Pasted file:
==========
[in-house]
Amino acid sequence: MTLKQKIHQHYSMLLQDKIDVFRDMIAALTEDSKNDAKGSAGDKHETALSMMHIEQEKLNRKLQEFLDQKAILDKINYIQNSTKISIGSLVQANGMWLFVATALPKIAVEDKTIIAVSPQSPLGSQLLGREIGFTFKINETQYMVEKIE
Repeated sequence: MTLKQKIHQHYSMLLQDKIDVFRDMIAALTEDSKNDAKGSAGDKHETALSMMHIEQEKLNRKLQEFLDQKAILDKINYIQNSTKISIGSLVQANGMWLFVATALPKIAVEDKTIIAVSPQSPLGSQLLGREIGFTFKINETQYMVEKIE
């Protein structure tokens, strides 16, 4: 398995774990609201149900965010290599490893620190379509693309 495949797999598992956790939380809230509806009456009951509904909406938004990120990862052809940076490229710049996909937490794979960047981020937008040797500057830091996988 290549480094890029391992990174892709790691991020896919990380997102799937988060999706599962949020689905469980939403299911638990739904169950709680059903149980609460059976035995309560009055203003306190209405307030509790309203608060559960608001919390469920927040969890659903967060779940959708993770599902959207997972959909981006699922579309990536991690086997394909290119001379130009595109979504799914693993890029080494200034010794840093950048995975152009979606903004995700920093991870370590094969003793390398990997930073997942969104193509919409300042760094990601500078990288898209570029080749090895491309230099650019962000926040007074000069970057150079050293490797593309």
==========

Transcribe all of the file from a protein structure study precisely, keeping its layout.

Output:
[in-house]
Amino acid sequence: MTLKQKIHQHYSMLLQDKIDVFRDMIAALTEDSKNDAKGSAGDKHETALSMMHIEQEKLNRKLQEFLDQKAILDKINYIQNSTKISIGSLVQANGMWLFVATALPKIAVEDKTIIAVSPQSPLGSQLLGREIGFTFKINETQYMVEKIE
Repeated sequence: MTLKQKIHQHYSMLLQDKIDVFRDMIAALTEDSKNDAKGSAGDKHETALSMMHIEQEKLNRKLQEFLDQKAILDKINYIQNSTKISIGSLVQANGMWLFVATALPKIAVEDKTIIAVSPQSPLGSQLLGREIGFTFKINETQYMVEKIE
């Protein structure tokens, strides 16, 4: 398995774990609201149900965010290599490893620190379509693309 495949797999598992956790939380809230509806009456009951509904909406938004990120990862052809940076490229710049996909937490794979960047981020937008040797500057830091996988 290549480094890029391992990174892709790691991020896919990380997102799937988060999706599962949020689905469980939403299911638990739904169950709680059903149980609460059976035995309560009055203003306190209405307030509790309203608060559960608001919390469920927040969890659903967060779940959708993770599902959207997972959909981006699922579309990536991690086997394909290119001379130009595109979504799914693993890029080494200034010794840093950048995975152009979606903004995700920093991870370590094969003793390398990997930073997942969104193509919409300042760094990601500078990288898209570029080749090895491309230099650019962000926040007074000069970057150079050293490797593309």